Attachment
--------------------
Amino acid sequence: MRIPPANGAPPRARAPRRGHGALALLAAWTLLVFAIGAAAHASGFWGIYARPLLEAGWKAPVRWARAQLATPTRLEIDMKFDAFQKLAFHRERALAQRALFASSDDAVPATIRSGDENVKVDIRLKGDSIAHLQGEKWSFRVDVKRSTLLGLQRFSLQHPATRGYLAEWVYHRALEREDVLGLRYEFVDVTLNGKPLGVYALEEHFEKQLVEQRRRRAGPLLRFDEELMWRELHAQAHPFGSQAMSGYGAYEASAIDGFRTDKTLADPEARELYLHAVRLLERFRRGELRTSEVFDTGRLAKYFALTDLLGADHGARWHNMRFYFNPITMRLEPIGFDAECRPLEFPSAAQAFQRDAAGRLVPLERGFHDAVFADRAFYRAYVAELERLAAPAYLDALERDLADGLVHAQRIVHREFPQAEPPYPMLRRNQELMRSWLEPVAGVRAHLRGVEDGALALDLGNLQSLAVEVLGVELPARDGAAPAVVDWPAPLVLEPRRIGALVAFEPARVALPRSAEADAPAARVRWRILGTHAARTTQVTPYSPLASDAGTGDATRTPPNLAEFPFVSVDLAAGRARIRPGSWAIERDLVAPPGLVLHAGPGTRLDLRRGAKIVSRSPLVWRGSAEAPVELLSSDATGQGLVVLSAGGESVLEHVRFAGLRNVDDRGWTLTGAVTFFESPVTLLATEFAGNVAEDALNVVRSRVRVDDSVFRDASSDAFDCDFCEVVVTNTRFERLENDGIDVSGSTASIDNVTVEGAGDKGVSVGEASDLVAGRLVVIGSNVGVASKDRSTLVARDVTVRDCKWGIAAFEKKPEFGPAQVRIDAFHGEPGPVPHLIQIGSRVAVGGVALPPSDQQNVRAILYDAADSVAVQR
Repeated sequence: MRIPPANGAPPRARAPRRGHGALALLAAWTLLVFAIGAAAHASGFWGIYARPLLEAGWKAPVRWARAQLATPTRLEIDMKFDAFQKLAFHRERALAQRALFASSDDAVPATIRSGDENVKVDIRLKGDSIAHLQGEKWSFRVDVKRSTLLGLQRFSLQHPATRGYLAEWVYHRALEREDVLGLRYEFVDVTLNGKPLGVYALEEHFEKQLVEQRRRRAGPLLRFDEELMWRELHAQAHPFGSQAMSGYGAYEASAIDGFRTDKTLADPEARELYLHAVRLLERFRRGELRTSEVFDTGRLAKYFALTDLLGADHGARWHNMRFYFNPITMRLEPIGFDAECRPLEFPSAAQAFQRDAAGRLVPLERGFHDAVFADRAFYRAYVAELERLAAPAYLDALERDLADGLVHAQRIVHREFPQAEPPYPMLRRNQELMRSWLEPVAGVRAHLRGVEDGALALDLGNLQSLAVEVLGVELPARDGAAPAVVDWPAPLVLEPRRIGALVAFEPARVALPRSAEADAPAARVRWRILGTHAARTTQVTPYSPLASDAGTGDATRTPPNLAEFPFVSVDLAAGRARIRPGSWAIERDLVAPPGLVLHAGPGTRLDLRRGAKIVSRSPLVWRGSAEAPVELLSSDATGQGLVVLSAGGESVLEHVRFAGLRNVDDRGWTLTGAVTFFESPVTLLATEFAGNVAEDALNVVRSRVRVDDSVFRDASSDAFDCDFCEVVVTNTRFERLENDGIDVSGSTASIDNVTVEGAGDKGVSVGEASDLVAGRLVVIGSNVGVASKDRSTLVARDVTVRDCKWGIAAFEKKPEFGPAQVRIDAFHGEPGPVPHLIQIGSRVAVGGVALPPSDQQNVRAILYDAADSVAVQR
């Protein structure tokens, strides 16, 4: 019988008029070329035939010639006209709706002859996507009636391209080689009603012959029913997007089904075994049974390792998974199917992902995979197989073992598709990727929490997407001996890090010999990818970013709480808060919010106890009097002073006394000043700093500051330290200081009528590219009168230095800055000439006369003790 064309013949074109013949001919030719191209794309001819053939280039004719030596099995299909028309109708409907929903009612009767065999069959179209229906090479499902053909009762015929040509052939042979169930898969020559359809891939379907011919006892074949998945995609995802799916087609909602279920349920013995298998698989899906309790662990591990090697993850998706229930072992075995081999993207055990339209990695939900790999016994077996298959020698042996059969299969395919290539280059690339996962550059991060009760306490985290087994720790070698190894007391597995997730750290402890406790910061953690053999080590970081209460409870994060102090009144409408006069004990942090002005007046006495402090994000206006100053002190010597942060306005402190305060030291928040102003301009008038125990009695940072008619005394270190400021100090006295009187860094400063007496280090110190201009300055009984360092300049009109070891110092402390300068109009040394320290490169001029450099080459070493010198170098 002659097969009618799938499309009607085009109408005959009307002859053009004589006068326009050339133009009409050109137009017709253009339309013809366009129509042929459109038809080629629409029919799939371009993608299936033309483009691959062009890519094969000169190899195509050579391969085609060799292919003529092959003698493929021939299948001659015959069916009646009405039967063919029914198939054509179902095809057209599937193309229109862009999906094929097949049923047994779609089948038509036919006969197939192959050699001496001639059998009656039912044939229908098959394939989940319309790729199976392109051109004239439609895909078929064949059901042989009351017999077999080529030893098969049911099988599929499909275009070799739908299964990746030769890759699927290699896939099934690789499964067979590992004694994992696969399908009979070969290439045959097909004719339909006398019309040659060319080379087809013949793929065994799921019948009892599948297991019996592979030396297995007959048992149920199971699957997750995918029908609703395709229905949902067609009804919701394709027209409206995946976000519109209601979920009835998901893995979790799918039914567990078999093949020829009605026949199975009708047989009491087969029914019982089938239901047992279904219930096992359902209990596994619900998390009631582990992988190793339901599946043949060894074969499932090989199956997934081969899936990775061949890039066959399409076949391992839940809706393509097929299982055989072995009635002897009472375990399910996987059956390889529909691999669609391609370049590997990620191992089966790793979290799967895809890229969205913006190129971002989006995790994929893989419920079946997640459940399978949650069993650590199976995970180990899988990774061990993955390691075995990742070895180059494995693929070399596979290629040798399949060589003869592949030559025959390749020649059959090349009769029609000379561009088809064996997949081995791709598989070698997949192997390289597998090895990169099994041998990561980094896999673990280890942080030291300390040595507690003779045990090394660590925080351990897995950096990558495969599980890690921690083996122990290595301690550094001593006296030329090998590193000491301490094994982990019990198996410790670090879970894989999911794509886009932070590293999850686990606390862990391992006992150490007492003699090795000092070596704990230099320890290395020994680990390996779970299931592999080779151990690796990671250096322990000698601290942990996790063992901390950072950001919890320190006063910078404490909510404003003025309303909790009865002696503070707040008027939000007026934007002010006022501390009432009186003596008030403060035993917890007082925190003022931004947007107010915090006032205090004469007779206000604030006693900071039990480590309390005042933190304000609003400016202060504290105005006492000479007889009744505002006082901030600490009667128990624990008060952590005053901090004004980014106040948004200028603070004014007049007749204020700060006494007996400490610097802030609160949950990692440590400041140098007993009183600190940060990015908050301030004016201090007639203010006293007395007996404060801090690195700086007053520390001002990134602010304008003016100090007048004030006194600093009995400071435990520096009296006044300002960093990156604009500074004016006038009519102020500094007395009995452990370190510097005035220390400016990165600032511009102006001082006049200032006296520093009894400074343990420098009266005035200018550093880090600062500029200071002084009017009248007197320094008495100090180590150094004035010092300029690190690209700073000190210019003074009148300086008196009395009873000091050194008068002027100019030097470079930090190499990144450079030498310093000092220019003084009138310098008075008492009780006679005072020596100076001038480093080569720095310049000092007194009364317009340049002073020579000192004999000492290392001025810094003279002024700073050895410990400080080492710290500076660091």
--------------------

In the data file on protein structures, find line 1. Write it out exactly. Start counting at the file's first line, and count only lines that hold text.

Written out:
Amino acid sequence: MRIPPANGAPPRARAPRRGHGALALLAAWTLLVFAIGAAAHASGFWGIYARPLLEAGWKAPVRWARAQLATPTRLEIDMKFDAFQKLAFHRERALAQRALFASSDDAVPATIRSGDENVKVDIRLKGDSIAHLQGEKWSFRVDVKRSTLLGLQRFSLQHPATRGYLAEWVYHRALEREDVLGLRYEFVDVTLNGKPLGVYALEEHFEKQLVEQRRRRAGPLLRFDEELMWRELHAQAHPFGSQAMSGYGAYEASAIDGFRTDKTLADPEARELYLHAVRLLERFRRGELRTSEVFDTGRLAKYFALTDLLGADHGARWHNMRFYFNPITMRLEPIGFDAECRPLEFPSAAQAFQRDAAGRLVPLERGFHDAVFADRAFYRAYVAELERLAAPAYLDALERDLADGLVHAQRIVHREFPQAEPPYPMLRRNQELMRSWLEPVAGVRAHLRGVEDGALALDLGNLQSLAVEVLGVELPARDGAAPAVVDWPAPLVLEPRRIGALVAFEPARVALPRSAEADAPAARVRWRILGTHAARTTQVTPYSPLASDAGTGDATRTPPNLAEFPFVSVDLAAGRARIRPGSWAIERDLVAPPGLVLHAGPGTRLDLRRGAKIVSRSPLVWRGSAEAPVELLSSDATGQGLVVLSAGGESVLEHVRFAGLRNVDDRGWTLTGAVTFFESPVTLLATEFAGNVAEDALNVVRSRVRVDDSVFRDASSDAFDCDFCEVVVTNTRFERLENDGIDVSGSTASIDNVTVEGAGDKGVSVGEASDLVAGRLVVIGSNVGVASKDRSTLVARDVTVRDCKWGIAAFEKKPEFGPAQVRIDAFHGEPGPVPHLIQIGSRVAVGGVALPPSDQQNVRAILYDAADSVAVQR